Test View Controller Push to Navigation Controller

There are different ways to test that the UIViewController has been successfully pushed onto the navigation stack and in this tutorial, I will cover a few of them.

For this tutorial, I have created a simple project with two view controllers on the Main.storyboard. The very first view controller has a button. When the button is tapped, it takes a user to the second view controller by pushing it into a navigation stack.

If you are interested in video lessons on how to write Unit tests and UI tests to test your Swift mobile app, check out this page: Unit Testing Swift Mobile App

Unit Test Push to Navigation Controller in Swift

The implementation of the first view controller is very basic. It only handles a button tap event.

import UIKit

class ViewController: UIViewController {
    @IBOutlet weak var nextViewButton: UIButton!
    
    override func viewDidLoad() {
        super.viewDidLoad()
        // Do any additional setup after loading the view.
    }

    @IBAction func nextViewButtonTapped(_ sender: Any) {
        let storyboard = UIStoryboard(name: "Main", bundle: nil)
        let secondViewController = storyboard.instantiateViewController(withIdentifier: "SecondViewController") as! SecondViewController
    
        self.navigationController?.pushViewController(secondViewController, animated: true)
    }
    
}

The Test Case Class

To unit test that the view controller is pushed to a navigation controller, I have first created the Unit Test Case class that loads the first ViewController class from the main storyboard. To learn about different ways you can load a UIViewController into test case class, have a look at this tutorial: Ways to load a UIViewController in a Unit Test.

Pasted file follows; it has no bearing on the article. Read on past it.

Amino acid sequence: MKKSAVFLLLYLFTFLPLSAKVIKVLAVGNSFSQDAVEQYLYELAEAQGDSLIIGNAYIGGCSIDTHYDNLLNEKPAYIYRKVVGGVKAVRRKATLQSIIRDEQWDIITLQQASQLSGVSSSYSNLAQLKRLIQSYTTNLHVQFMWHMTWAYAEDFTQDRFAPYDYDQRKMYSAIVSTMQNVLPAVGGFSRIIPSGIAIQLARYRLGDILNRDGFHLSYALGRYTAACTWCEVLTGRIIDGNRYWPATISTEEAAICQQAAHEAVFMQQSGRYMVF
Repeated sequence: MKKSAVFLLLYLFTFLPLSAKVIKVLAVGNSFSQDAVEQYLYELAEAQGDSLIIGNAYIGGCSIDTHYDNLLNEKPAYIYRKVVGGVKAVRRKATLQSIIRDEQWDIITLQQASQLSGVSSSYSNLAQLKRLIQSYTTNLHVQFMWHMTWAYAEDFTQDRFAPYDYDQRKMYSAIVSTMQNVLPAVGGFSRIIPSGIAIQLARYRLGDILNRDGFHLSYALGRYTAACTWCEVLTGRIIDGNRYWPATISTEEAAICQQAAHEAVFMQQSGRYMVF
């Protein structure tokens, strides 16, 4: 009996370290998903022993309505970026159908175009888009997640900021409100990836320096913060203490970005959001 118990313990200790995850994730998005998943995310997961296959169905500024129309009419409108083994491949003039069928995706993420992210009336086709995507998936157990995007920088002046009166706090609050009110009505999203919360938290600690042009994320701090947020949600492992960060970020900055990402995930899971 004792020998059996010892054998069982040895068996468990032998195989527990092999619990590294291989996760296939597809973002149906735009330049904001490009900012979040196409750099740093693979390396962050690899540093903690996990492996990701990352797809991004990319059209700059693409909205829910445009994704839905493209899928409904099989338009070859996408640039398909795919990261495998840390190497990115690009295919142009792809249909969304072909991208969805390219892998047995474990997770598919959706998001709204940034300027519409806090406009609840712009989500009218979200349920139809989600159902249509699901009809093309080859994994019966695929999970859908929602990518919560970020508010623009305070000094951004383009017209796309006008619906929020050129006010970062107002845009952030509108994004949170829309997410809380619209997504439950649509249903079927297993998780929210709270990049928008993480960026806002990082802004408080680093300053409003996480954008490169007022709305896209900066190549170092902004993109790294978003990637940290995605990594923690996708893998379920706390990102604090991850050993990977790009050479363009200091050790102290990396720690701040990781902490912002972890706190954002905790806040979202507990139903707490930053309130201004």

import XCTest
@testable import TestNavigationTutorial

class TestNavigationTutorialTests: XCTestCase {
    
    var sut: ViewController!
    var navigationController: UINavigationController!
    
    override func setUpWithError() throws {
        // Step 1. Create an instance of UIStoryboard
        let storyboard = UIStoryboard(name: "Main", bundle: nil)
        
        // Step 2. Instantiate UIViewController with Storyboard ID
        sut = storyboard.instantiateViewController(withIdentifier: "ViewController") as? ViewController
        
        // Step 3. Make the viewDidLoad() execute.
        sut.loadViewIfNeeded()
        navigationController = UINavigationController(rootViewController: sut)
    }
    
    override func tearDownWithError() throws {
        sut = nil
        navigationController = nil
    }
 
}

Test Navigation with Predicate and Expectation

In the code snippet below I use the Predicate and an Expectation to test if the second view controller has been successfully pushed into a navigation controller.

Although it works well, I do not like this approach much because it makes my unit test wait for almost 2 seconds for an expectation to successfully fulfill. This is because when the button is tapped, due to animation, it takes a little time for a second view controller to be pushed into the navigation stack. This does not take place immediately. The wait time of 2 seconds in my opinion is too long. If I have to test the navigation between 20 view controllers then the wait time only is about 40 seconds. I would better mock the navigation controller then.